“Stop calling Pokémon Go AR” say the purists. But who cares what you call something that is so successful? Just be glad it happened, and let’s figure out what it means for the AR/VR industry.
Games industry M&A across all sectors hit another record this month, topping $25 billion in total between January and July 2016 with latest $4.4 billion acquisition of Playtika by a Chinese consortium led by Giant. This is yet another sign of late stage games market consolidation, as Digi-Capital forecasts games software revenue growth for the games market as a whole slowing to 7% CAGR from $91 billion in 2016 to $116 billion by 2020. Combined with changing growth rates across different games sectors, there could be more big acquisitions before the end of the year.
“Gotta catch ’em all”
Pokémon Go isn’t the only breakout AR/VR success this year. Early stage VCs and corporates invested a record $2 billion into AR/VR startups in the last 12 months, despite the market still being in its earliest stages.
As the fourth wave of platform change (after PC, online and mobile) kicked off this year, the smart money is making significant bets on companies with the potential to survive the early stage market and dominate in the long term. Fortune favors the brave in early stage investment markets, and nobody wants to be part of the “Oops I missed it again” crowd (as Qualcomm Ventures Jason Ball puts it). The FOMO is strong with this one.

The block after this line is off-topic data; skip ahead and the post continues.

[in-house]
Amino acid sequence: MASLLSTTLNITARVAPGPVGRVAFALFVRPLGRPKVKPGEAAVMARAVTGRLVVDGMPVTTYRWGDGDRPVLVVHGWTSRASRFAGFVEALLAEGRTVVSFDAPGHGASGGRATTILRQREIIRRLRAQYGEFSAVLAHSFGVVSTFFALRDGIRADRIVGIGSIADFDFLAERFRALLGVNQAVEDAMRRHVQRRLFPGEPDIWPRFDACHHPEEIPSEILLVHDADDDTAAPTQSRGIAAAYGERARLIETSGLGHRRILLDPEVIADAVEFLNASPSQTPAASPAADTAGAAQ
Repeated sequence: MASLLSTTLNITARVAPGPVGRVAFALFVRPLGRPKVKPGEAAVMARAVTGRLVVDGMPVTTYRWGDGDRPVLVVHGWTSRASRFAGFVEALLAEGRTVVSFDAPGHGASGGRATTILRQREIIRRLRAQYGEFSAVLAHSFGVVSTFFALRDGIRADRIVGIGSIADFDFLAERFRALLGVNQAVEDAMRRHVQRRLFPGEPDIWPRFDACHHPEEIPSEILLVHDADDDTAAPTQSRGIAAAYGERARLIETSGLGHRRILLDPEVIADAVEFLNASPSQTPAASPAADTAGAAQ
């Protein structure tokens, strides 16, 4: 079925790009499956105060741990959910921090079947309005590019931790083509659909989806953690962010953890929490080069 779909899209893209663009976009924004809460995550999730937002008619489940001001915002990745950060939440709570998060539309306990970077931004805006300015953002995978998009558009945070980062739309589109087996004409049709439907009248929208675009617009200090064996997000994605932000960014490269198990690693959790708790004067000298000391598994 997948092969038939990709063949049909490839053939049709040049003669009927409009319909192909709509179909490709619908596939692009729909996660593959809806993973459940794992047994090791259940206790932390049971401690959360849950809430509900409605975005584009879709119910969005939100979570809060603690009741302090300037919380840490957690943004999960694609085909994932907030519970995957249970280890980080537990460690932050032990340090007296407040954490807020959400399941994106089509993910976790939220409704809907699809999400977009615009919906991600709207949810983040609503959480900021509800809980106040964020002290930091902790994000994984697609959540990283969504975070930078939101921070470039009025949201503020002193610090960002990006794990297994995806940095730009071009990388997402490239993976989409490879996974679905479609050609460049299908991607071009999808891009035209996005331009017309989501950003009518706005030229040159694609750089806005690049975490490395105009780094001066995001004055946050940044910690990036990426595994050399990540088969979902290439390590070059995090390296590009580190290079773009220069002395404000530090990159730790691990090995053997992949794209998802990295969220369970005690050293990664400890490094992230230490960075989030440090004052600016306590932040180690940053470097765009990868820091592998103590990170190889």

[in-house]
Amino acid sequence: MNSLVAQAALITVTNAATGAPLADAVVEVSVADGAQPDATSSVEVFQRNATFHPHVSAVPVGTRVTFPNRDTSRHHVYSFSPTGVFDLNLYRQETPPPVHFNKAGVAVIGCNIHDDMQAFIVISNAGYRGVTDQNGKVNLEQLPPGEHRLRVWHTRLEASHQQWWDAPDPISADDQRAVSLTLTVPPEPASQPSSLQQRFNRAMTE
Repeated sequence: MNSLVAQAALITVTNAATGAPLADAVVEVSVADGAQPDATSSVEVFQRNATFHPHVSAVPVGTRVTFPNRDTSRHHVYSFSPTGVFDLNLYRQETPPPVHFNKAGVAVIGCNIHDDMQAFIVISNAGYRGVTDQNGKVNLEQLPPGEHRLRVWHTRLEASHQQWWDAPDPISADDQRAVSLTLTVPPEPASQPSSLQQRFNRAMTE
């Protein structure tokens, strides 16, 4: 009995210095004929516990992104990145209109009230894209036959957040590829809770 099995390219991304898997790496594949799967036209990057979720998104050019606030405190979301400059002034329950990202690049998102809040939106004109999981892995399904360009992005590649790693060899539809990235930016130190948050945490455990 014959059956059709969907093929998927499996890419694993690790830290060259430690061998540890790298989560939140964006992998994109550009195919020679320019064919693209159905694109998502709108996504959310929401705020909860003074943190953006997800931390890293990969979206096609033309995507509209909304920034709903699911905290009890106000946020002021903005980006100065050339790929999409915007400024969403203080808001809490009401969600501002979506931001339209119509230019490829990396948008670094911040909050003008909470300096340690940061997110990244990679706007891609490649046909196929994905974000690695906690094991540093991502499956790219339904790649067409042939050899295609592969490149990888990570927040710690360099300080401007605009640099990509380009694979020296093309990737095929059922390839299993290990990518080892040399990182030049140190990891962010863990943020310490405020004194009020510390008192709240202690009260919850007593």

VR will be big, AR will be bigger (and take longer). But as in most early stage tech markets, growth will be curved, not straight. There will be a few billion dollars revenue this year, a progressive ramp in 2017, and a hoped for inflection point in 2018 (when AR could deliver that magic combination of hero device, long battery life, cellular capability, strong app ecosystem and telco cross-subsidization).
But AR/VR is still in the first of the four stages of tech market development (hype cycle, facing reality, liftoff, sustainable market). Its installed base, from low-end Cardboard through high-end HoloLens, is unlikely to top 100 million until 2018. So how can AR/VR startups survive when long term AR/VR business models won’t have the scale they need to thrive for 18-24 months? You just need to know where to look. So let’s look.
[Note: the installed base and revenue forecasts in this post have been completely replaced here, and are no longer valid]
Consumer computing platform changes aren’t straight lines, they’re waves. PC, internet and mobile were the first 3 waves, and each was faster, larger and more disruptive than the last. Now the fourth wave of virtual, augmented and mixed reality is bearing down on us, so let’s dive in. The water’s fine.